Rebecca Elia's Blog

All about Feminine Health, Healing, and Greece

Wednesday, June 17, 2009

It Takes a Family

One Family...Five degrees in one week.

Supportive nurturing environments are feminine creations, and since our structured world does not value feminine creations as much as masculine ones it is no wonder that our country is suffering the consequences. We are reminded of the sad state of American families on a daily basis. More often than not, financially providing for the family as well as caregiving and nurturing falls upon women, and, frequently, this burden is unshared. It is no wonder that our families are crumbling.

This last weekend, I was reminded of this in an expected way.

Those who know me are aware that I would not have made it through my grueling residency training if it weren’t for two facts: 1. The location of my training hospital was the closest hospital to my family home. 2. The two other women who went through my program with me became my sisters. In other words, without the support of family-both genetic and environmental-I would not have survived.

Well, one of these two women flew across country for the Stanford graduation of one of her closest friend’s sons. Now, I’m a Berkeley gal. In fact, my family is a Berkeley family. Four of us have obtained six of our eleven degrees from UCB. The only time this Golden Bear has set foot on Stanford soil was for the Cal-Stanford Big Game—so this was no small compromise. But I would do just about anything for my dear friend, given that she saved my life over and over again.

I thought I was the one making sacrifices. I couldn’t have been more wrong. First of all, although I came uninvited, I have never felt more welcome. I was accepted, without hesitation, into her extended family of friends. Okay, in all fairness, their acceptance was as much a reflection of my friend’s extraordinary nature as her friends’ extraordinary generosity. But that was just the beginning.

For the first time, in a very long time, I participated in preparing the meal with a group of women. When was the last time that you, as I woman, had the help of three other women in preparing a meal? We forget that this used to be the norm until fairly recently. The biggest surprise, though, was the graduation ceremony that followed afterward. This wasn’t her “nephew’s” actual graduation ceremony but a separate ceremony for the students who were of Native American descent. Although her nephew is only one-quarter Native American, the percentage was irrelevant. My girlfriend explained to me that when her friend had gone through the same ceremony several years earlier after earning her Ph.D., there had been very few Native American graduates. This time there was standing room only, and the ceremony took several hours.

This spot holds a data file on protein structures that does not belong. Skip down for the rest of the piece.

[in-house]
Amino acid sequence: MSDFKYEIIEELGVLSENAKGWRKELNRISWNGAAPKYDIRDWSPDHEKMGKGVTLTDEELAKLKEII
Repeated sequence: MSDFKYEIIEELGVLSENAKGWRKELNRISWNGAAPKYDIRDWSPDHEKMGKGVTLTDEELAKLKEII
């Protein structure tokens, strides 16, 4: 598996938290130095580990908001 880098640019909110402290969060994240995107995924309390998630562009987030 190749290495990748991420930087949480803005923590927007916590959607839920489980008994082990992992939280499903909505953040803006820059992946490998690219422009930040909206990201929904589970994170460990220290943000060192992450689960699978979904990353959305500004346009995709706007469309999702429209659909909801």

Each graduate approached the stage with his or her support system, which included family members, extended family and significant friends. Most groups filled the stage. A Native blanket was placed over each graduate's shoulders. Then, graduates, along with their family members and friends, were invited to speak. It was the most wonderful graduation ceremony I had ever experienced. This is a significant statement, coming from a woman with an extremely tight-knit family that valued education highly, a woman who has experienced more graduation ceremonies than she can count.

One after the other, the graduates explained how difficult their University experiences had been and how they could not have made it through without the support of their families and the Stanford Native American community. Many of the graduates were the first in their families to obtain university degrees. Some were the first in their towns. Almost all were the first to obtain degrees from Stanford. Then their families and friends spoke; many of them cried. I have never seen so many men cry in such a short period of time—not even at a funeral. Many expressed their admiration and pride. All expressed their love. Some reminded the graduates to give back. All impressed the importance of community and working for the greater whole.

It was extremely inspirational and sobering at the same time. I kept thinking: this is the way graduation ceremonies should be. It takes an entire family, extended family, friends and community for each of us to accomplish not just our educational goals, but to accomplish anything of significance in our lives.

It did my feminine heart good to be surrounded by family the entire weekend. I had to remind myself that I wasn’t related to a single person that I encountered, yet I was accepted as a family member. This is the heart of the feminine. This is what we are missing. This is what we need to reclaim.

Are you still trying to do it all alone? Who is your family? What family will you create?

As for me, I so missed my own family after being surrounded by so much caring and love from people unrelated to me that, when I left my friend, I drove straight to my brother’s home to spend the day with my nieces and nephew.

It’s not popular to create community, to work together, to practice interdependence--but create family we must! Our future and our world depend on this.

Congratulations Graduates!

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